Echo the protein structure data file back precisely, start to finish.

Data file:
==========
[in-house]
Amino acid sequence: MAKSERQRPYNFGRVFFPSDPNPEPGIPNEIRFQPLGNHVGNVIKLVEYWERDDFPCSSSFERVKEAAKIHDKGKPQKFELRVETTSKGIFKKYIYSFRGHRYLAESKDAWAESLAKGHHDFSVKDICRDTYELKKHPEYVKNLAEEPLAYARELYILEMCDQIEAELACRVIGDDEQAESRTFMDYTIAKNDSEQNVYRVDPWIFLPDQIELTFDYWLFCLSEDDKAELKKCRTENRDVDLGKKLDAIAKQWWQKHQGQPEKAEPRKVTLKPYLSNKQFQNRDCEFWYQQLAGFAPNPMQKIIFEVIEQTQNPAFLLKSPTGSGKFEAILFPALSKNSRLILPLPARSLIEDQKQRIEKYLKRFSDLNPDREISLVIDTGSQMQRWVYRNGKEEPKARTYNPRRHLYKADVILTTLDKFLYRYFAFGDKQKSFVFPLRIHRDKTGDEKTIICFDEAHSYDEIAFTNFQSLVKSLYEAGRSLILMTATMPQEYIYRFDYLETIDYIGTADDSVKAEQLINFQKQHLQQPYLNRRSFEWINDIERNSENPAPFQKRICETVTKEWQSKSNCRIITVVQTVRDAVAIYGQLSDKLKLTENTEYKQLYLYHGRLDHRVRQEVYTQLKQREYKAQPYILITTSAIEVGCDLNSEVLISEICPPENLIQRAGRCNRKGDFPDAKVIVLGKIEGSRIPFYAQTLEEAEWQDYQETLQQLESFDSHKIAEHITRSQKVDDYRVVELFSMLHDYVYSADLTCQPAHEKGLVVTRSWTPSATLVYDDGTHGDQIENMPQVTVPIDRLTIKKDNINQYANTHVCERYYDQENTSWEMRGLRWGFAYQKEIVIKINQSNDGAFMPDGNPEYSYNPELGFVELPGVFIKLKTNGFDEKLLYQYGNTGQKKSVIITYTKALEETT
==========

[in-house]
Amino acid sequence: MAKSERQRPYNFGRVFFPSDPNPEPGIPNEIRFQPLGNHVGNVIKLVEYWERDDFPCSSSFERVKEAAKIHDKGKPQKFELRVETTSKGIFKKYIYSFRGHRYLAESKDAWAESLAKGHHDFSVKDICRDTYELKKHPEYVKNLAEEPLAYARELYILEMCDQIEAELACRVIGDDEQAESRTFMDYTIAKNDSEQNVYRVDPWIFLPDQIELTFDYWLFCLSEDDKAELKKCRTENRDVDLGKKLDAIAKQWWQKHQGQPEKAEPRKVTLKPYLSNKQFQNRDCEFWYQQLAGFAPNPMQKIIFEVIEQTQNPAFLLKSPTGSGKFEAILFPALSKNSRLILPLPARSLIEDQKQRIEKYLKRFSDLNPDREISLVIDTGSQMQRWVYRNGKEEPKARTYNPRRHLYKADVILTTLDKFLYRYFAFGDKQKSFVFPLRIHRDKTGDEKTIICFDEAHSYDEIAFTNFQSLVKSLYEAGRSLILMTATMPQEYIYRFDYLETIDYIGTADDSVKAEQLINFQKQHLQQPYLNRRSFEWINDIERNSENPAPFQKRICETVTKEWQSKSNCRIITVVQTVRDAVAIYGQLSDKLKLTENTEYKQLYLYHGRLDHRVRQEVYTQLKQREYKAQPYILITTSAIEVGCDLNSEVLISEICPPENLIQRAGRCNRKGDFPDAKVIVLGKIEGSRIPFYAQTLEEAEWQDYQETLQQLESFDSHKIAEHITRSQKVDDYRVVELFSMLHDYVYSADLTCQPAHEKGLVVTRSWTPSATLVYDDGTHGDQIENMPQVTVPIDRLTIKKDNINQYANTHVCERYYDQENTSWEMRGLRWGFAYQKEIVIKINQSNDGAFMPDGNPEYSYNPELGFVELPGVFIKLKTNGFDEKLLYQYGNTGQKKSVIITYTKALEETT